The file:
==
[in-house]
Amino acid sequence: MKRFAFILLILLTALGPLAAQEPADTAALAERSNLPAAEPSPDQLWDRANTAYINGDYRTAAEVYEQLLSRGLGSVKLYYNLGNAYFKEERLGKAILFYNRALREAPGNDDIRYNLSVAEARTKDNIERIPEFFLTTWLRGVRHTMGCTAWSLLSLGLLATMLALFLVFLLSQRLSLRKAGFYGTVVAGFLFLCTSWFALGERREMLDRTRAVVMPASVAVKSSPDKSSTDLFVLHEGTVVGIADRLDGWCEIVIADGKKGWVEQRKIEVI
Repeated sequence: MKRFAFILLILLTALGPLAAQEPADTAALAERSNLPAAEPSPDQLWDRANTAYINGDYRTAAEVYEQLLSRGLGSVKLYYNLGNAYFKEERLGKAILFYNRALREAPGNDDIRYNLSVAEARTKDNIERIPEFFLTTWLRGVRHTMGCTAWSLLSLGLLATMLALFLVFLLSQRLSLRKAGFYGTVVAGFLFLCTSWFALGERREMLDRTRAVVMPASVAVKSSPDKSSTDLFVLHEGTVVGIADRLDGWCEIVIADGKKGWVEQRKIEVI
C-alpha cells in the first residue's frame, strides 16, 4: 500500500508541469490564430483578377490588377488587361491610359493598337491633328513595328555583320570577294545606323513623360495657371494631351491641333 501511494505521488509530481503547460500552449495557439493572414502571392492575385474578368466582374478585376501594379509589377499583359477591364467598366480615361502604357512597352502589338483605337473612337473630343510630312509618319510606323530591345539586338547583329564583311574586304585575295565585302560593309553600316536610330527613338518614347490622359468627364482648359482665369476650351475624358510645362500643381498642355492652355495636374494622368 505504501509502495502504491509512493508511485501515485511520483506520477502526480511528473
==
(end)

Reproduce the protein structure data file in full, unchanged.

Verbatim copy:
[in-house]
Amino acid sequence: MKRFAFILLILLTALGPLAAQEPADTAALAERSNLPAAEPSPDQLWDRANTAYINGDYRTAAEVYEQLLSRGLGSVKLYYNLGNAYFKEERLGKAILFYNRALREAPGNDDIRYNLSVAEARTKDNIERIPEFFLTTWLRGVRHTMGCTAWSLLSLGLLATMLALFLVFLLSQRLSLRKAGFYGTVVAGFLFLCTSWFALGERREMLDRTRAVVMPASVAVKSSPDKSSTDLFVLHEGTVVGIADRLDGWCEIVIADGKKGWVEQRKIEVI
Repeated sequence: MKRFAFILLILLTALGPLAAQEPADTAALAERSNLPAAEPSPDQLWDRANTAYINGDYRTAAEVYEQLLSRGLGSVKLYYNLGNAYFKEERLGKAILFYNRALREAPGNDDIRYNLSVAEARTKDNIERIPEFFLTTWLRGVRHTMGCTAWSLLSLGLLATMLALFLVFLLSQRLSLRKAGFYGTVVAGFLFLCTSWFALGERREMLDRTRAVVMPASVAVKSSPDKSSTDLFVLHEGTVVGIADRLDGWCEIVIADGKKGWVEQRKIEVI
C-alpha cells in the first residue's frame, strides 16, 4: 500500500508541469490564430483578377490588377488587361491610359493598337491633328513595328555583320570577294545606323513623360495657371494631351491641333 501511494505521488509530481503547460500552449495557439493572414502571392492575385474578368466582374478585376501594379509589377499583359477591364467598366480615361502604357512597352502589338483605337473612337473630343510630312509618319510606323530591345539586338547583329564583311574586304585575295565585302560593309553600316536610330527613338518614347490622359468627364482648359482665369476650351475624358510645362500643381498642355492652355495636374494622368 505504501509502495502504491509512493508511485501515485511520483506520477502526480511528473